DARRIN T. MISH: Different taxes like personal property taxes, some states have personal property taxes. I think Florida has an intangible tax.

KATRINA MADEWELL: We do .002%.

DARRIN T. MISH: I don’t deal with ever.

KATRINA MADEWELL: I would know. We have an intangible tax and state tax on the mortgage.

DARRIN T. MISH: Foreign local and state real estate taxes…your state real estate taxes on your primary residence are going on your schedule A. Don’t forget your rentals.

KATRINA MADEWELL: It’s interesting it says you can write-off foreign taxes as well? Foreign property taxes on income taxes?

DARRIN T. MISH: Sure, if you owned a house in the Bahamas or a rental in the Bahamas and you have to pay tax in the United States on that foreign rental income. You write those off. Don’t forget if you’re a U.S. citizen; you have to pay taxes on your rental income. If you’re living in Saudi Arabia and you’re paying taxes over there, you get to write-off the first 100K or so of your foreign income. Any taxes you pay, you get to write those off as well.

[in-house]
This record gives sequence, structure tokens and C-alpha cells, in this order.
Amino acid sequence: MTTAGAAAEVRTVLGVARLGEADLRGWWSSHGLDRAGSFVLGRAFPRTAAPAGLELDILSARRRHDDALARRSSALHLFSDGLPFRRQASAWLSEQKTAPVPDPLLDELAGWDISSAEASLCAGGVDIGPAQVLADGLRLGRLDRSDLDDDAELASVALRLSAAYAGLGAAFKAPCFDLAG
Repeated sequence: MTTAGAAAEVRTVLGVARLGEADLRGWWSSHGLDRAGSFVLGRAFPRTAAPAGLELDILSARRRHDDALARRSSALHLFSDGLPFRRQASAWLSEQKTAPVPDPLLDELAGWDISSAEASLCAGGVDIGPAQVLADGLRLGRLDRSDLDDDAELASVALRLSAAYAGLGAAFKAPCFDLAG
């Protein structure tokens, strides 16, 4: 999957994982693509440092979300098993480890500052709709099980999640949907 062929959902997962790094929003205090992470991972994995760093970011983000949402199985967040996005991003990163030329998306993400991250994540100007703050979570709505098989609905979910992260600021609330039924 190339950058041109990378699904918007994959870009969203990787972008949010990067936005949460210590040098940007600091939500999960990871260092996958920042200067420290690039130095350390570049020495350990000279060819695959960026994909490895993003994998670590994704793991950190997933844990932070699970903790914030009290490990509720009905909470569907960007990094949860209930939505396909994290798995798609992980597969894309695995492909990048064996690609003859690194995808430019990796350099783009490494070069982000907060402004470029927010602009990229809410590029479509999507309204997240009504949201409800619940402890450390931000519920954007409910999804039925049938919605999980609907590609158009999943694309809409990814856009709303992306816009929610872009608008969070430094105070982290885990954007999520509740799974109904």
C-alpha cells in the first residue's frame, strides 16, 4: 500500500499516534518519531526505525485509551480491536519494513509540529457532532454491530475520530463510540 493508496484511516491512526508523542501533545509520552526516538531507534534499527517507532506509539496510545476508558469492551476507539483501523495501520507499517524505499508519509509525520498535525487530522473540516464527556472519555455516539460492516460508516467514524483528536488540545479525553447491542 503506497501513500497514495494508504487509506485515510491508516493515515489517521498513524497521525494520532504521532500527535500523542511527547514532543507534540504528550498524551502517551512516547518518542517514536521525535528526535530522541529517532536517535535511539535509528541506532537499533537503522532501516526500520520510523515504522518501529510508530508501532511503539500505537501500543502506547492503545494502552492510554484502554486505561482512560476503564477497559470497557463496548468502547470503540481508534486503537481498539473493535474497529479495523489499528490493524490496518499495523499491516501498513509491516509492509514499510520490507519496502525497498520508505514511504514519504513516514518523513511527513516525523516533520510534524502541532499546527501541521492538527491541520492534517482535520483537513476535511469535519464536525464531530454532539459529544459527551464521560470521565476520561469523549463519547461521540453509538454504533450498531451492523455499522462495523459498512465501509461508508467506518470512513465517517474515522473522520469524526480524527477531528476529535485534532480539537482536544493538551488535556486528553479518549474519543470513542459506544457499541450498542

STATE BALANCE DUE

KATRINA MADEWELL: Then state balance due? What is that?

DARRIN T. MISH: If you owed additional taxes on a prior year state tax return and you paid them in the current year, you might be able to deduct those taxes this year.